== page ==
Use of neck magnetic resonance venography, Doppler sonography and selective venography for diagnosis of chronic cerebrospinal venous insufficiency: A pilot study in multiple sclerosis patients and healthy controls

The Jacobs Neurological Institute, State University of New York, Buffalo, NY, USA.
International angiology: a journal of the International Union of Angiology (Impact Factor: 0.83). 04/2010; 29(2):127-39.
Source: PubMed


Chronic cerebrospinal venous insufficiency (CCSVI) is a vascular condition characterized by anomalies of primary veins outside the skull that restrict normal outflow of blood from the brain. CCSVI was recently described as highly prevalent in patients with multiple sclerosis (MS), and can be non-invasively diagnosed by Doppler sonography (DS) and invasively by selective venography (SV). The aim of this paper was to investigate the value of neck magnetic resonance venography (MRV) for the diagnosis of CCSVI compared to DS and SV in patients with MS and in healthy controls (HC).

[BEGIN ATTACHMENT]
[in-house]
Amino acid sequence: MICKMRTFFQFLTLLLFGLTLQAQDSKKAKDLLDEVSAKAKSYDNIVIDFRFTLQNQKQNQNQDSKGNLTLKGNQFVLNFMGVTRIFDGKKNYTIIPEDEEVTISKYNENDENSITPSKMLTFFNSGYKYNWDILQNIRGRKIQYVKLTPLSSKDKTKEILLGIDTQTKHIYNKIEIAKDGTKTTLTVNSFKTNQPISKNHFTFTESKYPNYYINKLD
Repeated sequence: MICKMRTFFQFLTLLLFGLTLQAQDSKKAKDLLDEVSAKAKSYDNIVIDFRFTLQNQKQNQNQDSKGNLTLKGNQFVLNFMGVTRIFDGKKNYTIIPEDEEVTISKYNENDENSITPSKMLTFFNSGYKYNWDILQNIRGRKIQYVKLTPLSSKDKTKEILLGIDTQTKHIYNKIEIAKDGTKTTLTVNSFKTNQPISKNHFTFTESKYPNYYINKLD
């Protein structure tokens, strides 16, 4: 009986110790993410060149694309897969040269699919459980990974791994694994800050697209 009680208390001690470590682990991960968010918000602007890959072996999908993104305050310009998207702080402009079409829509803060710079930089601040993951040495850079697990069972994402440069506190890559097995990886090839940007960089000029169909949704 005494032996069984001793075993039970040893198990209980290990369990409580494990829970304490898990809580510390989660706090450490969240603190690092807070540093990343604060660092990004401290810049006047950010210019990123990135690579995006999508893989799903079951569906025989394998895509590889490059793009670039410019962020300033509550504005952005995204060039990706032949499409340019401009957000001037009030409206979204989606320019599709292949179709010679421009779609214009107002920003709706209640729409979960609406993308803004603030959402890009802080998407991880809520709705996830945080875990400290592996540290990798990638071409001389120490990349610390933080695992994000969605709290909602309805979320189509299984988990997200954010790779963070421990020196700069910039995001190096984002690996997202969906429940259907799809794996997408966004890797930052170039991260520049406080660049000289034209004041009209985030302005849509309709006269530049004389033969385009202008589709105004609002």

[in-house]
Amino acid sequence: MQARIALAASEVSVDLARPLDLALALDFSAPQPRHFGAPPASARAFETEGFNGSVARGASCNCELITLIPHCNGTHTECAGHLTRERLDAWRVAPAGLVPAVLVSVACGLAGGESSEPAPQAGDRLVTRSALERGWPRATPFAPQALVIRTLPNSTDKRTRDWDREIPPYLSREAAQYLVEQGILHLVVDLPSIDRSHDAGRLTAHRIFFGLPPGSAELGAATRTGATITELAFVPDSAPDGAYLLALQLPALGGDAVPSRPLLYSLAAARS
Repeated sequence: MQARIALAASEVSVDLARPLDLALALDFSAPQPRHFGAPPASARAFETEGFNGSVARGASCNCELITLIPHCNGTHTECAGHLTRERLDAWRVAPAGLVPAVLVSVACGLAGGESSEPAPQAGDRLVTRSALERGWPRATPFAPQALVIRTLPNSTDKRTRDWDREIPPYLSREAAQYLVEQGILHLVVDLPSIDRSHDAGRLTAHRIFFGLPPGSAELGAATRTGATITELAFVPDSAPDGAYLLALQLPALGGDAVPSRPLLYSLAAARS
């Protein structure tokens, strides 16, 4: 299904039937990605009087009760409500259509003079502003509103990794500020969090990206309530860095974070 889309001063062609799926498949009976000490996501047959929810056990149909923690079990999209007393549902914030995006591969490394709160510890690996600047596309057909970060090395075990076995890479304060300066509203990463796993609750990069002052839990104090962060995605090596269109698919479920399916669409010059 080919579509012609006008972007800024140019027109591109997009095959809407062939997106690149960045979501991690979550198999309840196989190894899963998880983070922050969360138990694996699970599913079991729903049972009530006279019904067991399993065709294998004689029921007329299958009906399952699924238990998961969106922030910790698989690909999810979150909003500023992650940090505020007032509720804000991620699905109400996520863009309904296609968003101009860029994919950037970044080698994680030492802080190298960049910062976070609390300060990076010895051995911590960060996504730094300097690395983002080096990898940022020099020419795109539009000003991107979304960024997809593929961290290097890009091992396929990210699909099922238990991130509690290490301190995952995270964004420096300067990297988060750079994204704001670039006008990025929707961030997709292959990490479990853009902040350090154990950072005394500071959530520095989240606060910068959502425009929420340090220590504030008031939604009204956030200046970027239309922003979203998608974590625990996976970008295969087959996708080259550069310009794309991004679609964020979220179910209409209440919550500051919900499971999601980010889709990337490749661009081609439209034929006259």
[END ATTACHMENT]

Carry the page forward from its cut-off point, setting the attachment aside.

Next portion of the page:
Ten MS patients and 7 HC underwent DS, 2D-Time-Of-Flight venography (TOF) and 3D-Time Resolved Imaging of Contrast Kinetics angiography (TRICKS). MS patients also underwent SV. The internal jugular veins (IJVs) and the vertebral veins (VVs) were assessed by both MRV sequences, and the findings were validated against SV and DS. SV has been considered the diagnostic gold standard for MS patients.